A carless Golden Mile?

Getting all the cars out of the Golden Mile within twenty years is a great election ploy. It sounds like a worthy aim. It sound green. It's lofty in its aspiration, and it's far enough out that no politician backing it now will be around when and if it becomes a reality. The practicalities of it don't matter that much, because the advocates of far out goals time wise can always acknowledge that there will be issues to be resolved along the way.

It's like the "Catch up with Australia" goal that National promotes from time to time, or the "NZ back into the top half of the OECD" that Labour promoted in its first years in office last time.  As slogans they sound great, and they are likely to gather public support - which is really what they are all about. Policies or slogans of that kind make the proponent sound like they have a vision for their country - or city in this case.

So well done Mayor Kerry, just the sort of policy needed to breathe fresh air into a mayoral campaign which could otherwise have faced the change of being old, stale and more of the same.

The other characteristic of such visionary policies is that the detractors and the critics sound mean minded and lowly because they ask practical questions like how will people in apartments along the Mile get out of the city if cars are banned.

Then there's the question of how businesses will get their supplies in and how the elderly and disabled will get around to do their shopping. Banning cars might be pedestrian friendly, but it isn't necessarily retailer friendly. The one way streets feeding in and out of the Mile would need to be reconfigured - not a small task.

Whatever is done should not damage the vibrant heart of Wellington - its retail sector. The compact nature of the city and its accessibility by car are very definitely features that visitors and residents appreciate.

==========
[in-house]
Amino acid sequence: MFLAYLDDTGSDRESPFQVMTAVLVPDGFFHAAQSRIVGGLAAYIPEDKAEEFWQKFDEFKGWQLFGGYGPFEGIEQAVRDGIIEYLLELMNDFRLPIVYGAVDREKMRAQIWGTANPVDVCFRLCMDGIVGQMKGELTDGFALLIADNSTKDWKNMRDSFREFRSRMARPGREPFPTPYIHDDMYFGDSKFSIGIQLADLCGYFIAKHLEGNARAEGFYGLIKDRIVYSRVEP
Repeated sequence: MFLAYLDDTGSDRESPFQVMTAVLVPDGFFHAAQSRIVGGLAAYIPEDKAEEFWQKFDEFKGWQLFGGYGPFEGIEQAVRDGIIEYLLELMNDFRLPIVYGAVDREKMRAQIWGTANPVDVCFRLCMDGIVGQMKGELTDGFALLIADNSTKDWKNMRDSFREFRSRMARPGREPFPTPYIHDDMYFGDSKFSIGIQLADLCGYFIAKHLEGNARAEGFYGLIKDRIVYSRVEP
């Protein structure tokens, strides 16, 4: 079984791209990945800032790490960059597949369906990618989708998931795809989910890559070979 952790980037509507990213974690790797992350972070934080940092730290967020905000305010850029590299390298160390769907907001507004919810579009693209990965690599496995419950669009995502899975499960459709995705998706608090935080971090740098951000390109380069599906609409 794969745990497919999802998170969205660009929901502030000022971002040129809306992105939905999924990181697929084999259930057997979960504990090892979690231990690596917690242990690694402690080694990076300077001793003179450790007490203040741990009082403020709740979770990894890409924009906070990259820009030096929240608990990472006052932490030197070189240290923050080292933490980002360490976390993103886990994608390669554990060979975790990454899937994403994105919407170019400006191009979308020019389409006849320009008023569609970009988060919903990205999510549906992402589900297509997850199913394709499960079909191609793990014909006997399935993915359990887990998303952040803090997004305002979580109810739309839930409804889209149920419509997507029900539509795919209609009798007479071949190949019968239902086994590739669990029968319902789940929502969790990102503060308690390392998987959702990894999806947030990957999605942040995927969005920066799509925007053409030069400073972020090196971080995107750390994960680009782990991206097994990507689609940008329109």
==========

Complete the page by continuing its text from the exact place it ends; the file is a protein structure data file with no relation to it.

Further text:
Visitors doesn't just mean international tourists, or even those from Hamilton, New Plymouth, Napier and Nelson. Visitors also very definitely includes those from Kapiti, the Wairapara, Palmerston North and the Manawatu, who come to Wellington for high class shopping, perhaps combining that with an top class show - WOW, the Arts Festival and Waiting for Godot all spring to mind.

I can see a case from taking cars out of Courtenay Place, Manners Street and down Willis Street to Lambton Quay, but not for banning cars from the rest of the streets. Whether a carless golden mile, which still allows buses and perhaps service vehicles as well, will make traffic movement easier or lead to a better environment for pedestrians is unclear. Not many cars navigate their way through the city along the Golden Mile now. Jervois Quay, the Terrace or the motorway are better routes, and if buses, trucks, vans and taxis are still on the Mile, pedestrians are hardly going to be much safer or happier. But then practicalities are not what visionary policies are about.